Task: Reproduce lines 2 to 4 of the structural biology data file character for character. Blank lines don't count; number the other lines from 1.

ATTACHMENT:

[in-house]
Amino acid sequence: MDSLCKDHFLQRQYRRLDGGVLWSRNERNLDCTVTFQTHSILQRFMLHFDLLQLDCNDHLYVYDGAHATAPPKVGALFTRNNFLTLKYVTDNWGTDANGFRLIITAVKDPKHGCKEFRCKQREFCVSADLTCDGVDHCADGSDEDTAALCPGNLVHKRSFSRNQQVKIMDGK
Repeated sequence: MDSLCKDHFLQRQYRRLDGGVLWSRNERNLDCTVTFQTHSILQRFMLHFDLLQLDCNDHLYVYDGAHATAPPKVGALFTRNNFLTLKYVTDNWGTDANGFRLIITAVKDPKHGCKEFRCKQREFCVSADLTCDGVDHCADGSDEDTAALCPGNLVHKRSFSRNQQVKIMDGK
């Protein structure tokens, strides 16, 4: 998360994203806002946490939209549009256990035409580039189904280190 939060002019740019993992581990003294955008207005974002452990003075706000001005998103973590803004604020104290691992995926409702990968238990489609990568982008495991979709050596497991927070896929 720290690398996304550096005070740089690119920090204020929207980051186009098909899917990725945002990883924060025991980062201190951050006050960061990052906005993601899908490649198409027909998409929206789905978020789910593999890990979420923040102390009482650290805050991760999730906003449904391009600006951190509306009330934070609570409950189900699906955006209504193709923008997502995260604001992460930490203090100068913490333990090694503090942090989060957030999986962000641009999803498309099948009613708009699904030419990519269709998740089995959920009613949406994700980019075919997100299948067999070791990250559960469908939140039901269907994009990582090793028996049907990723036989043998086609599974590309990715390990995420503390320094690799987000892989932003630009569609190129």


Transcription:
Amino acid sequence: MDSLCKDHFLQRQYRRLDGGVLWSRNERNLDCTVTFQTHSILQRFMLHFDLLQLDCNDHLYVYDGAHATAPPKVGALFTRNNFLTLKYVTDNWGTDANGFRLIITAVKDPKHGCKEFRCKQREFCVSADLTCDGVDHCADGSDEDTAALCPGNLVHKRSFSRNQQVKIMDGK
Repeated sequence: MDSLCKDHFLQRQYRRLDGGVLWSRNERNLDCTVTFQTHSILQRFMLHFDLLQLDCNDHLYVYDGAHATAPPKVGALFTRNNFLTLKYVTDNWGTDANGFRLIITAVKDPKHGCKEFRCKQREFCVSADLTCDGVDHCADGSDEDTAALCPGNLVHKRSFSRNQQVKIMDGK
């Protein structure tokens, strides 16, 4: 998360994203806002946490939209549009256990035409580039189904280190 939060002019740019993992581990003294955008207005974002452990003075706000001005998103973590803004604020104290691992995926409702990968238990489609990568982008495991979709050596497991927070896929 720290690398996304550096005070740089690119920090204020929207980051186009098909899917990725945002990883924060025991980062201190951050006050960061990052906005993601899908490649198409027909998409929206789905978020789910593999890990979420923040102390009482650290805050991760999730906003449904391009600006951190509306009330934070609570409950189900699906955006209504193709923008997502995260604001992460930490203090100068913490333990090694503090942090989060957030999986962000641009999803498309099948009613708009699904030419990519269709998740089995959920009613949406994700980019075919997100299948067999070791990250559960469908939140039901269907994009990582090793028996049907990723036989043998086609599974590309990715390990995420503390320094690799987000892989932003630009569609190129």